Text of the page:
* Steelers general manager Kevin Colbert threw some fuel on the fire that is the Antonio Brown trade talks, saying "interest has grown and will continue to grow'' for Brown, after last week claiming only three teams had contacted Pittsburgh about the high-maintenance receiver.
Colbert didn't provide the number of teams that have reached out this time, but here's one club that hasn't, after being tabbed as an early front-runner for Brown: San Francisco. 49ers head coach Kyle Shanahan said his team hasn't called the Steelers about the All-Pro receiver, and that speaks volumes. The 49ers are thought to be interested in Odell Beckham Jr. if the Giants make their star receiver available in a deal, but Brown is definitely on the block and no one in San Francisco seems to be interested.
It's not surprising, given that the 49ers recently went through the controversy of linebacker Rueben Foster's domestic violence issues, before finally cutting ties with the former 2017 first-round pick. Brown is under investigation for domestic violence allegations stemming from a mid-January incident that produced no arrests, but involved the mother of Brown's child. The combination of that history, in addition to Brown's age (31 next season) and recent mercurial behavior have likely made the 49ers wary of pursuing him.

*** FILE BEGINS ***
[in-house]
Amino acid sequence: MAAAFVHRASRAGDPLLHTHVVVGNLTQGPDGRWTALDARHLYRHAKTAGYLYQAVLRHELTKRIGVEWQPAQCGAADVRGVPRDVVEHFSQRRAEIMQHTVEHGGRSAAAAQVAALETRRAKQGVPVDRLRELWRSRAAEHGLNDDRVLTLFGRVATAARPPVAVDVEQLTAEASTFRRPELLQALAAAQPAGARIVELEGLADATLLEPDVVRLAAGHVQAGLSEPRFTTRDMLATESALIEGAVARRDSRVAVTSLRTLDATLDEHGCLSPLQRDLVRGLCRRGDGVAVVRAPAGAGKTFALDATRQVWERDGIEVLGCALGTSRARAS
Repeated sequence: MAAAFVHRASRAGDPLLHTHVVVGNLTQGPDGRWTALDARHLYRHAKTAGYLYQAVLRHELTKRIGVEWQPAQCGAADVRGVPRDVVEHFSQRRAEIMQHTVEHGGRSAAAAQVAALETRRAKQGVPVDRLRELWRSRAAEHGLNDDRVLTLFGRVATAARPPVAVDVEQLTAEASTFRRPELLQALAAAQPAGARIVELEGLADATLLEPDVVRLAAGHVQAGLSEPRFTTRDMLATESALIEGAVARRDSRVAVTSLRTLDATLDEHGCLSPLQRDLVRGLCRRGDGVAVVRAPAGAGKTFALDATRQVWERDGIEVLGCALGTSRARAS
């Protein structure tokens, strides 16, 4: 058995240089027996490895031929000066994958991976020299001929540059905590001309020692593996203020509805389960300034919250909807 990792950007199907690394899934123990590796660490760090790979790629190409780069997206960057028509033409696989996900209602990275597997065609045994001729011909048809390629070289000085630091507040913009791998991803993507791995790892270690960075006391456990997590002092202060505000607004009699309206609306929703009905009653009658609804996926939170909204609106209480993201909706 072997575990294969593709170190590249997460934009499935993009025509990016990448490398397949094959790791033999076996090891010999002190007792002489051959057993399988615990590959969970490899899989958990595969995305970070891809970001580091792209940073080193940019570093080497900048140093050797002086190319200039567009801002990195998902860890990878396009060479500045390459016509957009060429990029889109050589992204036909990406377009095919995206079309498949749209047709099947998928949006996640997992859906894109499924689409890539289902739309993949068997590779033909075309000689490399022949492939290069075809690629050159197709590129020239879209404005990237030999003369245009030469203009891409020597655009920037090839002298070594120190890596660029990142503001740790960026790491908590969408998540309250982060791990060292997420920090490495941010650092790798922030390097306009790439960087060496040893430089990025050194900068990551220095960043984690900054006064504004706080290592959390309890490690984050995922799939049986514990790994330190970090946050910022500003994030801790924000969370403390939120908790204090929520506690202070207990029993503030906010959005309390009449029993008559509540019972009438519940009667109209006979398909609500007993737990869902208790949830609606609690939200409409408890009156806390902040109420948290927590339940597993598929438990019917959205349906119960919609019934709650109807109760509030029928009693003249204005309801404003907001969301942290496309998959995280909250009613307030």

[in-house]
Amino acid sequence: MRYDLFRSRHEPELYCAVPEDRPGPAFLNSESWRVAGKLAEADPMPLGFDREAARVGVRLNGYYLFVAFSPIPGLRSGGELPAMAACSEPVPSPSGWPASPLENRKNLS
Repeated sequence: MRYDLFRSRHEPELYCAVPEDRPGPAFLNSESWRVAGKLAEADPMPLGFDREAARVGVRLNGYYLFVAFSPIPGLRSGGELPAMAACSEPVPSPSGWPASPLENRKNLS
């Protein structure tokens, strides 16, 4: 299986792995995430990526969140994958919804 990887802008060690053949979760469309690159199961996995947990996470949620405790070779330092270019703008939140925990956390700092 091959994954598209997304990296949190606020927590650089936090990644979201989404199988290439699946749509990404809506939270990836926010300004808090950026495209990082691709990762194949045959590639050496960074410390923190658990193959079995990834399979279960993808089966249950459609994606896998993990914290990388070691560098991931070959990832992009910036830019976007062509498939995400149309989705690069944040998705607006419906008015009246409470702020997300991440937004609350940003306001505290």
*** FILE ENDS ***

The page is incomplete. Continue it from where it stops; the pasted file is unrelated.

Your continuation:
For his part, Colbert still seems adamant that Pittsburgh won't move Brown unless they are fairly compensated, although he admitted Wednesday that even a division rival or an AFC opponent like the Patriots wouldn't be ruled out as a trade partner if the yield was large enough.
"We haven't eliminated anybody,'' Colbert said. "Ideally, you want to trade him to somebody you'll never play, but you can't do that, because if you're good enough to get to the Super Bowl, you have to play him anyway. The less you would play him, the better, but if a team comes through with the best compensation, we have to balance that out. OK, we're going to play him twice a year, but we're going to get the best compensation, so it's our job to do the better job with the compensation, and you have to weigh that all into the discussion."
* New Bucs coach Bruce Arians put on his trademark Kangol hat and once again expressed his undying devotion to embattled Tampa Bay quarterback Jameis Winston, who he seems to have completely cast his lot with.
Asked about Bucs veteran backup Ryan Fitzpatrick, Arians all but thanked him for his service and sent him on his way, making it clear he's all-in on Winston.
"Fitz did a great job, but you don't want a split locker room,'' Arians said. "I want this guy, I want this guy. Nah. We've got one quarterback. If you have two, you don't have any.''
Remember September? When the Bucs were 2-0, having beaten the playoff-bound Saints and Eagles in consecutive weeks, and Fitzpatrick was the team's hero, with his bountiful chest hair, his gold chains and his sunglasses at the post-game podium? In Tampa Bay, that was a lifetime ago. Fitzy, we hardly knew ye.